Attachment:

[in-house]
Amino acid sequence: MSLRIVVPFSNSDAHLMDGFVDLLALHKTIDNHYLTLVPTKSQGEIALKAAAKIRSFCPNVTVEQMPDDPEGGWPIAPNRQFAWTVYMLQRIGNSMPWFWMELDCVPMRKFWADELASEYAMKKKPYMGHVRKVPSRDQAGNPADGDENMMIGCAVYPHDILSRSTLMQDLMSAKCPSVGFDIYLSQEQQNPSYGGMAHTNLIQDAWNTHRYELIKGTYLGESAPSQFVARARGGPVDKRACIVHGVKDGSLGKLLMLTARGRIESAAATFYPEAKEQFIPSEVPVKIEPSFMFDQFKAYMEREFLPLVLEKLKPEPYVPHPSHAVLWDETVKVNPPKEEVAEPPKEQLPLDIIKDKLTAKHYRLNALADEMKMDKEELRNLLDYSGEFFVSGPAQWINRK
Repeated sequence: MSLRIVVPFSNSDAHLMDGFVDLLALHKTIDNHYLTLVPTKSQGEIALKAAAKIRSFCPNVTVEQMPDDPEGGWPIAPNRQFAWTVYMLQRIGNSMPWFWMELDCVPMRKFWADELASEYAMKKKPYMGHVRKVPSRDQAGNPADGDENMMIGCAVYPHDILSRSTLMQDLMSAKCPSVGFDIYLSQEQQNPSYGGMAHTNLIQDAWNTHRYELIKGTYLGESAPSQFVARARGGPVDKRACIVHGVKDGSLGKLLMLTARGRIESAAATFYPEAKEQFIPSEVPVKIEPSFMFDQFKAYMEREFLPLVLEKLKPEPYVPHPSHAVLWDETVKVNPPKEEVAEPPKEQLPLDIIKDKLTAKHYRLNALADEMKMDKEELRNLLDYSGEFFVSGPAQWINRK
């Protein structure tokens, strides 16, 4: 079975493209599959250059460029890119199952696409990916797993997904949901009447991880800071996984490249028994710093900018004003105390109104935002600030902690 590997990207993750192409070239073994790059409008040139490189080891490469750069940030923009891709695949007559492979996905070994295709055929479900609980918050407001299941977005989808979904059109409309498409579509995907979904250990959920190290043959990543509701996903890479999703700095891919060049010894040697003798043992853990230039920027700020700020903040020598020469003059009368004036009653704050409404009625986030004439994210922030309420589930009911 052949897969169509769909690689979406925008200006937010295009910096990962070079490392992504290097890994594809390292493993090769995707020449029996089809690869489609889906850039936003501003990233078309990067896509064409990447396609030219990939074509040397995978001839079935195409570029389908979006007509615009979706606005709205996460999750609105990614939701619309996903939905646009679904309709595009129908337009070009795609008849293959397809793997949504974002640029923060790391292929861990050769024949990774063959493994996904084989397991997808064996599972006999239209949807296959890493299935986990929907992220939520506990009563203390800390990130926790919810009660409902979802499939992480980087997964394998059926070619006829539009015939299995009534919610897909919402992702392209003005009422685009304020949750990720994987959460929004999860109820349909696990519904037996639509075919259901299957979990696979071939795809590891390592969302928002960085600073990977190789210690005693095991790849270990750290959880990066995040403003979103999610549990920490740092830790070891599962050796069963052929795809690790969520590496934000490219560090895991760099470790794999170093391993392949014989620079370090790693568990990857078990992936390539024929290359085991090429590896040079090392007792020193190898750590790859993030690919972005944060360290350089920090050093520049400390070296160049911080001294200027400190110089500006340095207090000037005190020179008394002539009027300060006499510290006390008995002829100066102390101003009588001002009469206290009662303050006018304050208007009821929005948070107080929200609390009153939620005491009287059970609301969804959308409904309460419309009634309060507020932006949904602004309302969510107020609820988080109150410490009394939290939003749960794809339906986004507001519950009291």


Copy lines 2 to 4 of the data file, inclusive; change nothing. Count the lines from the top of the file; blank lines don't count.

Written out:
Amino acid sequence: MSLRIVVPFSNSDAHLMDGFVDLLALHKTIDNHYLTLVPTKSQGEIALKAAAKIRSFCPNVTVEQMPDDPEGGWPIAPNRQFAWTVYMLQRIGNSMPWFWMELDCVPMRKFWADELASEYAMKKKPYMGHVRKVPSRDQAGNPADGDENMMIGCAVYPHDILSRSTLMQDLMSAKCPSVGFDIYLSQEQQNPSYGGMAHTNLIQDAWNTHRYELIKGTYLGESAPSQFVARARGGPVDKRACIVHGVKDGSLGKLLMLTARGRIESAAATFYPEAKEQFIPSEVPVKIEPSFMFDQFKAYMEREFLPLVLEKLKPEPYVPHPSHAVLWDETVKVNPPKEEVAEPPKEQLPLDIIKDKLTAKHYRLNALADEMKMDKEELRNLLDYSGEFFVSGPAQWINRK
Repeated sequence: MSLRIVVPFSNSDAHLMDGFVDLLALHKTIDNHYLTLVPTKSQGEIALKAAAKIRSFCPNVTVEQMPDDPEGGWPIAPNRQFAWTVYMLQRIGNSMPWFWMELDCVPMRKFWADELASEYAMKKKPYMGHVRKVPSRDQAGNPADGDENMMIGCAVYPHDILSRSTLMQDLMSAKCPSVGFDIYLSQEQQNPSYGGMAHTNLIQDAWNTHRYELIKGTYLGESAPSQFVARARGGPVDKRACIVHGVKDGSLGKLLMLTARGRIESAAATFYPEAKEQFIPSEVPVKIEPSFMFDQFKAYMEREFLPLVLEKLKPEPYVPHPSHAVLWDETVKVNPPKEEVAEPPKEQLPLDIIKDKLTAKHYRLNALADEMKMDKEELRNLLDYSGEFFVSGPAQWINRK
């Protein structure tokens, strides 16, 4: 079975493209599959250059460029890119199952696409990916797993997904949901009447991880800071996984490249028994710093900018004003105390109104935002600030902690 590997990207993750192409070239073994790059409008040139490189080891490469750069940030923009891709695949007559492979996905070994295709055929479900609980918050407001299941977005989808979904059109409309498409579509995907979904250990959920190290043959990543509701996903890479999703700095891919060049010894040697003798043992853990230039920027700020700020903040020598020469003059009368004036009653704050409404009625986030004439994210922030309420589930009911 052949897969169509769909690689979406925008200006937010295009910096990962070079490392992504290097890994594809390292493993090769995707020449029996089809690869489609889906850039936003501003990233078309990067896509064409990447396609030219990939074509040397995978001839079935195409570029389908979006007509615009979706606005709205996460999750609105990614939701619309996903939905646009679904309709595009129908337009070009795609008849293959397809793997949504974002640029923060790391292929861990050769024949990774063959493994996904084989397991997808064996599972006999239209949807296959890493299935986990929907992220939520506990009563203390800390990130926790919810009660409902979802499939992480980087997964394998059926070619006829539009015939299995009534919610897909919402992702392209003005009422685009304020949750990720994987959460929004999860109820349909696990519904037996639509075919259901299957979990696979071939795809590891390592969302928002960085600073990977190789210690005693095991790849270990750290959880990066995040403003979103999610549990920490740092830790070891599962050796069963052929795809690790969520590496934000490219560090895991760099470790794999170093391993392949014989620079370090790693568990990857078990992936390539024929290359085991090429590896040079090392007792020193190898750590790859993030690919972005944060360290350089920090050093520049400390070296160049911080001294200027400190110089500006340095207090000037005190020179008394002539009027300060006499510290006390008995002829100066102390101003009588001002009469206290009662303050006018304050208007009821929005948070107080929200609390009153939620005491009287059970609301969804959308409904309460419309009634309060507020932006949904602004309302969510107020609820988080109150410490009394939290939003749960794809339906986004507001519950009291």